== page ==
Why is the Management of Glucocorticoid Deficiency Still Controversial: A Review of the Literature

Anna Crown; Stafford Lightman


Clin Endocrinol. 2005;63(5):483-492. 

In This Article

Summary and Introduction

All endocrinologists would like to make glucocorticoid replacement therapy for their hypoadrenal patients as physiological as possible. Many would like the reassurance of a method of monitoring such treatment to confirm that they are achieving this aim. Advances in our knowledge of the normal physiology are relevant to our attempts to do this. The cortisol production rate in normal subjects is lower than was previously believed. The normal pattern of glucocorticoid secretion includes both a diurnal rhythm and a pulsatile ultradian rhythm. Glucocorticoid access to nuclear receptors is 'gated' by the 11-β-hydroxysteroid dehydrogenase enzymes, which interconvert active cortisol and inactive cortisone. Such complexities make the target of physiological glucocorticoid replacement therapy hard to achieve. The available evidence suggests that conventional treatment of hypoadrenal patients may result in adverse effects on some surrogate markers of disease risk, such as a lower bone mineral density than age-sex matched controls, and increases in postprandial glucose and insulin concentrations. Although the quality of life of hypoadrenal patients may be impaired, there is no evidence of an improvement on higher doses of steroids, although quality of life is better if the hydrocortisone dose is split up, with the highest dose taken in the morning. Thus the evidence suggests that most patients may safely be treated with a low dose of glucocorticoid (e.g. 15 mg hydrocortisone daily) in two or three divided doses, with education about the appropriate action to take in the event of intercurrent illnesses.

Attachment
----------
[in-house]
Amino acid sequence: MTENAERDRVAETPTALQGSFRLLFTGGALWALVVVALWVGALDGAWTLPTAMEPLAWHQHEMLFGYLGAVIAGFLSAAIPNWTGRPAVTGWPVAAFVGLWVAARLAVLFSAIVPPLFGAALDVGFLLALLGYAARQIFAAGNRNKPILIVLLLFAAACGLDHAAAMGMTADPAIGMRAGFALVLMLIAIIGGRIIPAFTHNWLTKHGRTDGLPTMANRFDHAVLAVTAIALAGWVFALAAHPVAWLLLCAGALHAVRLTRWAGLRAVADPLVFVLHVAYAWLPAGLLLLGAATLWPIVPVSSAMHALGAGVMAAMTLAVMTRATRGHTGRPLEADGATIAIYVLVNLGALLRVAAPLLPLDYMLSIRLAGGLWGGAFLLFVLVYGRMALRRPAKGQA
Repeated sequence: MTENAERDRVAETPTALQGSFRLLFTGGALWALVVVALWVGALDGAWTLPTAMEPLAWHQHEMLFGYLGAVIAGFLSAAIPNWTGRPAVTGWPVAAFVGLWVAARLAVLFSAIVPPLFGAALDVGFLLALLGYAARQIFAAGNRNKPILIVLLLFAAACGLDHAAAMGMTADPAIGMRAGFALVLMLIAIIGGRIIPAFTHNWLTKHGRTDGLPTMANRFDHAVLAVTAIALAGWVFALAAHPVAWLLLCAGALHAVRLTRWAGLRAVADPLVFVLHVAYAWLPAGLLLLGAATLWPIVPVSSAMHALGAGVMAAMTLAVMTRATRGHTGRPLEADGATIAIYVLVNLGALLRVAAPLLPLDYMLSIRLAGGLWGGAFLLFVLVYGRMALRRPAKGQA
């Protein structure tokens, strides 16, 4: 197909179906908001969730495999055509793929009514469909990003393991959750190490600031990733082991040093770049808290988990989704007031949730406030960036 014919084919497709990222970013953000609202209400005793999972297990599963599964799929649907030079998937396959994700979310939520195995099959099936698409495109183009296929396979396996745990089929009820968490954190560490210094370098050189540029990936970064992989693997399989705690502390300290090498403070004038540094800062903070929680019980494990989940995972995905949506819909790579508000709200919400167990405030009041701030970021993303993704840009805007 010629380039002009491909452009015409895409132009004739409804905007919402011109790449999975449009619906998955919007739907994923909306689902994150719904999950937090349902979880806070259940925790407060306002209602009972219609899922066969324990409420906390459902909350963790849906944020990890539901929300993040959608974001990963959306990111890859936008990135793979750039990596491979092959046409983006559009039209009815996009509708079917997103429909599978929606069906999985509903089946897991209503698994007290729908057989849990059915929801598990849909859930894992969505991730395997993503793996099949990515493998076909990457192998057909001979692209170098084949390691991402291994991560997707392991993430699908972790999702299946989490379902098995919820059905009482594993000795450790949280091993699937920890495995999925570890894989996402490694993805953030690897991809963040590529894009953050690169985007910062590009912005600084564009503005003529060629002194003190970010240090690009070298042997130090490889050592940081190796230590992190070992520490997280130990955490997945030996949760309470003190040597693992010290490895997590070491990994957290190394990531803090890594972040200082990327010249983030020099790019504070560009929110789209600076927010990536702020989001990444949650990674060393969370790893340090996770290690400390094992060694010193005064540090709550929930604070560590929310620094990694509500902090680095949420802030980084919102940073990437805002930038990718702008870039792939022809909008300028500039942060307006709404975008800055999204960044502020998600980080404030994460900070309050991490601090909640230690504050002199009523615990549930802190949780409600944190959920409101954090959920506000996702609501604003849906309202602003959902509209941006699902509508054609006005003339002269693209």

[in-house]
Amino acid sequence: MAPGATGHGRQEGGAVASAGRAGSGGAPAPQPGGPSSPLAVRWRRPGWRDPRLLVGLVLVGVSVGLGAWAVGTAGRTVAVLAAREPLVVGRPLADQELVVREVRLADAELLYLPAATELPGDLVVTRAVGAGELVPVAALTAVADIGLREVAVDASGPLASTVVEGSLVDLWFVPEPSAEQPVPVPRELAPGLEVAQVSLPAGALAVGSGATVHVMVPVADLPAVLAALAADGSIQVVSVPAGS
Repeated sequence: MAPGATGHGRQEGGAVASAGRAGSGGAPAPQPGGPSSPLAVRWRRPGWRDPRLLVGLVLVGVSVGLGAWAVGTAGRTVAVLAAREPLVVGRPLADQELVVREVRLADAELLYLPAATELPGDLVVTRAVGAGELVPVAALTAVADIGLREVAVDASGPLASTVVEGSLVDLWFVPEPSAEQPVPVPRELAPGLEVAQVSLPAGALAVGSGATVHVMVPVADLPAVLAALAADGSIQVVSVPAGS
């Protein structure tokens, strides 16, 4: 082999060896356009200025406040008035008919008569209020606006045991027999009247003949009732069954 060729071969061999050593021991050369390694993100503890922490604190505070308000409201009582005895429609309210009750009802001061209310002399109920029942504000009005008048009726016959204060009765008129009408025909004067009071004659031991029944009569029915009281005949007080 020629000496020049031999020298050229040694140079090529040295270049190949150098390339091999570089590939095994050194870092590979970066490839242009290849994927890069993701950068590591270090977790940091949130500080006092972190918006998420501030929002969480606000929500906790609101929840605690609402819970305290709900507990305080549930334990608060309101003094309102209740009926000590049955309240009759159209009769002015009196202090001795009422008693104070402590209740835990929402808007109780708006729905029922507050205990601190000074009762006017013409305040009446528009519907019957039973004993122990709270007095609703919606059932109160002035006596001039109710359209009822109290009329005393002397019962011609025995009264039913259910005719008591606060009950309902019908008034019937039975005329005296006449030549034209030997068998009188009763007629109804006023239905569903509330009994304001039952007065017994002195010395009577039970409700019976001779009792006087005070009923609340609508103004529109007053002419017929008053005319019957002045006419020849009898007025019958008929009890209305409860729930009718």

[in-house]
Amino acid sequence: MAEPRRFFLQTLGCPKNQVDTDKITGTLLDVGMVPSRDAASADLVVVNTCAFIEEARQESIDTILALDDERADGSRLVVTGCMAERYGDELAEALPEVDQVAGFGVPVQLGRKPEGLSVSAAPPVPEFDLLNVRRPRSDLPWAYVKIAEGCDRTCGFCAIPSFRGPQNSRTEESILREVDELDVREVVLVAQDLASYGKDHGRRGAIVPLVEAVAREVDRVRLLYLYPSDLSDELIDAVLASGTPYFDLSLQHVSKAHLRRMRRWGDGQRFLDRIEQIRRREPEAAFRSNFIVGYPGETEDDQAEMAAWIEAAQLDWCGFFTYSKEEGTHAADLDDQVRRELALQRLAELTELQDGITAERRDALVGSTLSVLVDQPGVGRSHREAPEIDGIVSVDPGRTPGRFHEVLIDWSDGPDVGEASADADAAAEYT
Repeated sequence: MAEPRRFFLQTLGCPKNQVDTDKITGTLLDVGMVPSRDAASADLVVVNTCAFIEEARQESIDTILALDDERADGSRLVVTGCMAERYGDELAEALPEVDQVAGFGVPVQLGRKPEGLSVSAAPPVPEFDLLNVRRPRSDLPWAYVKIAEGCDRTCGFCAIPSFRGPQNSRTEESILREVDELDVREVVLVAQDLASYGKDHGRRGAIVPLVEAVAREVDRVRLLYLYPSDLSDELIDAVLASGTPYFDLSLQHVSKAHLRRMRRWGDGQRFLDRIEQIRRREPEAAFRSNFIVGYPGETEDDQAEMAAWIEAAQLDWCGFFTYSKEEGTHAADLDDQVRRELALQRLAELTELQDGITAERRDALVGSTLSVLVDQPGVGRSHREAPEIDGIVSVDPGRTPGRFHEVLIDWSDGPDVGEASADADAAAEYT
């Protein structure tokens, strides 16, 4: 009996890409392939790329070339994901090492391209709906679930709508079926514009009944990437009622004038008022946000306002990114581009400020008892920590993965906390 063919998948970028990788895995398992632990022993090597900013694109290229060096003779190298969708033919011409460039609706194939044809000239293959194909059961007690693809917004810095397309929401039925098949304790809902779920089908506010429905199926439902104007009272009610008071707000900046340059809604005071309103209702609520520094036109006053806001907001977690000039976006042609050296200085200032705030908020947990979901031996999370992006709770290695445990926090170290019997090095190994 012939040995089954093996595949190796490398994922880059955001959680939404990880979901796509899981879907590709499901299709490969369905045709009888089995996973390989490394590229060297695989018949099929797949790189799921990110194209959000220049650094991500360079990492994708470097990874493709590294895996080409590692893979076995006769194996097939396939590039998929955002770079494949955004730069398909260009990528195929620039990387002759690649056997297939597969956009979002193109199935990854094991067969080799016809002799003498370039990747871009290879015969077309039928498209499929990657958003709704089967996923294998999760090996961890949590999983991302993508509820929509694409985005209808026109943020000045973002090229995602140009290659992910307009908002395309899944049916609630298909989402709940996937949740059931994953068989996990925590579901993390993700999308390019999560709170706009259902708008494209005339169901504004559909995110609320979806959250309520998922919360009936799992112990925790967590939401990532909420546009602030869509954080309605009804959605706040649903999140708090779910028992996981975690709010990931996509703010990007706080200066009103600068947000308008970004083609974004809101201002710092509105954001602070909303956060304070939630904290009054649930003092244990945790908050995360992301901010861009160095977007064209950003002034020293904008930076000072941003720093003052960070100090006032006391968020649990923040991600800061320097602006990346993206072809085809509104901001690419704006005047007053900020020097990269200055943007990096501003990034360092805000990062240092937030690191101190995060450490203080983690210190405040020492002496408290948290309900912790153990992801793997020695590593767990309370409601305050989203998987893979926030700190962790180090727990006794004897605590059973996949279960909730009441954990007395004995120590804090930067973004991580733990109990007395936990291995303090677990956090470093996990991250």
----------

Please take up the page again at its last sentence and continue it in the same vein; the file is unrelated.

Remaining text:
The ideal glucocorticoid replacement therapy would mirror the normal physiological state as closely as possible. In practice, the human glucocorticoid hydrocortisone is commonly given at a dose of about 20 mg daily, in two or three unequal divided doses, such that most of the dose is taken in the morning and less in the afternoon. In this review, we will start with an overview of recent advances in our understanding of the normal physiology in relation to endogenous glucocorticoid production, circulating glucocorticoids and their interconversion, the pattern of glucocorticoid secretion and pregnancy. We will discuss the impact of this knowledge on our attempts to optimize glucocorticoid replacement in hypoadrenal patients, and highlight areas where previously accepted paradigms are challenged. We will then discuss specific studies that have been performed related to optimizing glucocorticoid replacement regimens in patients with hypoadrenalism, including effects on bone, glucose metabolism, cardiovascular function and quality of life. Drawing on these sources of evidence, we will attempt to make some recommendations for clinical practice and future research.

The focus of the review is glucocorticoid replacement therapy for adults with primary and secondary hypoadrenalism. Management of children, patients with congenital adrenal hyperplasia (CAH), acute/emergency management, additional hormone replacement therapy (e.g. fludrocortisone or dehydroepiandrosterone treatment) and treatment with pharmacological doses of glucocorticoids is not included.


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